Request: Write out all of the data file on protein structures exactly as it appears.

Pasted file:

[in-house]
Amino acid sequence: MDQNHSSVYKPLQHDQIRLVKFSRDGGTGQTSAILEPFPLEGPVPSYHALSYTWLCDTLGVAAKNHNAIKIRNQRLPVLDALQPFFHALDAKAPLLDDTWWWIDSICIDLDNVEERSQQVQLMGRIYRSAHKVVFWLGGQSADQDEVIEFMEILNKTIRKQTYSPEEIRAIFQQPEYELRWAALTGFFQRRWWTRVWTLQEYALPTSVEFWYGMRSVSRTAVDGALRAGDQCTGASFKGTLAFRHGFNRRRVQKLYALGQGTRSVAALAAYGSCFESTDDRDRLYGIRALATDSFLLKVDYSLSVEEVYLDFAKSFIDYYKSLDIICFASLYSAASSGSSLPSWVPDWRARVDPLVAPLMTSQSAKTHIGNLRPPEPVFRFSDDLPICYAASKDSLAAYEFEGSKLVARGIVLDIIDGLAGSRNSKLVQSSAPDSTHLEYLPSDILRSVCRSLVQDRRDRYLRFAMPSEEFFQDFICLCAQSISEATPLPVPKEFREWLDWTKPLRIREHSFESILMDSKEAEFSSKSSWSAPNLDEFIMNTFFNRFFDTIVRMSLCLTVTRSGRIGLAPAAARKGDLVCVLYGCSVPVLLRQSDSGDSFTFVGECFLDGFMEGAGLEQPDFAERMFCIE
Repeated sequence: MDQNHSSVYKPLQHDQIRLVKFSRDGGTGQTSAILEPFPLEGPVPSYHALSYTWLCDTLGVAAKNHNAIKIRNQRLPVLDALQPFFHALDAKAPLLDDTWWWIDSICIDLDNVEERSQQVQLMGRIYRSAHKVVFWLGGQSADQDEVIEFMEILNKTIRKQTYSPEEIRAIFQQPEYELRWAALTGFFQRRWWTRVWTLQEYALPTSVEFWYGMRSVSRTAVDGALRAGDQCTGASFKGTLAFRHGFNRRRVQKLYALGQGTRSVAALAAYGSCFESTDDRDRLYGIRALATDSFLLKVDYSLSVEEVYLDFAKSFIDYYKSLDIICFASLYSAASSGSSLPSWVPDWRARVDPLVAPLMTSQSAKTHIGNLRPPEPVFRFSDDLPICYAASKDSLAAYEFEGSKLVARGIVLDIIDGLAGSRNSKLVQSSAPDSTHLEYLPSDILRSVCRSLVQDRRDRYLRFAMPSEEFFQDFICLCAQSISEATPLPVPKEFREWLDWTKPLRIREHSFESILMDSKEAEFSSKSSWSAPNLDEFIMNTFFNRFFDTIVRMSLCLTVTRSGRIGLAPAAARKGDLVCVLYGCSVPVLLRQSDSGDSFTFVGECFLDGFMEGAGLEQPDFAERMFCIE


[in-house]
Amino acid sequence: MDQNHSSVYKPLQHDQIRLVKFSRDGGTGQTSAILEPFPLEGPVPSYHALSYTWLCDTLGVAAKNHNAIKIRNQRLPVLDALQPFFHALDAKAPLLDDTWWWIDSICIDLDNVEERSQQVQLMGRIYRSAHKVVFWLGGQSADQDEVIEFMEILNKTIRKQTYSPEEIRAIFQQPEYELRWAALTGFFQRRWWTRVWTLQEYALPTSVEFWYGMRSVSRTAVDGALRAGDQCTGASFKGTLAFRHGFNRRRVQKLYALGQGTRSVAALAAYGSCFESTDDRDRLYGIRALATDSFLLKVDYSLSVEEVYLDFAKSFIDYYKSLDIICFASLYSAASSGSSLPSWVPDWRARVDPLVAPLMTSQSAKTHIGNLRPPEPVFRFSDDLPICYAASKDSLAAYEFEGSKLVARGIVLDIIDGLAGSRNSKLVQSSAPDSTHLEYLPSDILRSVCRSLVQDRRDRYLRFAMPSEEFFQDFICLCAQSISEATPLPVPKEFREWLDWTKPLRIREHSFESILMDSKEAEFSSKSSWSAPNLDEFIMNTFFNRFFDTIVRMSLCLTVTRSGRIGLAPAAARKGDLVCVLYGCSVPVLLRQSDSGDSFTFVGECFLDGFMEGAGLEQPDFAERMFCIE
Repeated sequence: MDQNHSSVYKPLQHDQIRLVKFSRDGGTGQTSAILEPFPLEGPVPSYHALSYTWLCDTLGVAAKNHNAIKIRNQRLPVLDALQPFFHALDAKAPLLDDTWWWIDSICIDLDNVEERSQQVQLMGRIYRSAHKVVFWLGGQSADQDEVIEFMEILNKTIRKQTYSPEEIRAIFQQPEYELRWAALTGFFQRRWWTRVWTLQEYALPTSVEFWYGMRSVSRTAVDGALRAGDQCTGASFKGTLAFRHGFNRRRVQKLYALGQGTRSVAALAAYGSCFESTDDRDRLYGIRALATDSFLLKVDYSLSVEEVYLDFAKSFIDYYKSLDIICFASLYSAASSGSSLPSWVPDWRARVDPLVAPLMTSQSAKTHIGNLRPPEPVFRFSDDLPICYAASKDSLAAYEFEGSKLVARGIVLDIIDGLAGSRNSKLVQSSAPDSTHLEYLPSDILRSVCRSLVQDRRDRYLRFAMPSEEFFQDFICLCAQSISEATPLPVPKEFREWLDWTKPLRIREHSFESILMDSKEAEFSSKSSWSAPNLDEFIMNTFFNRFFDTIVRMSLCLTVTRSGRIGLAPAAARKGDLVCVLYGCSVPVLLRQSDSGDSFTFVGECFLDGFMEGAGLEQPDFAERMFCIE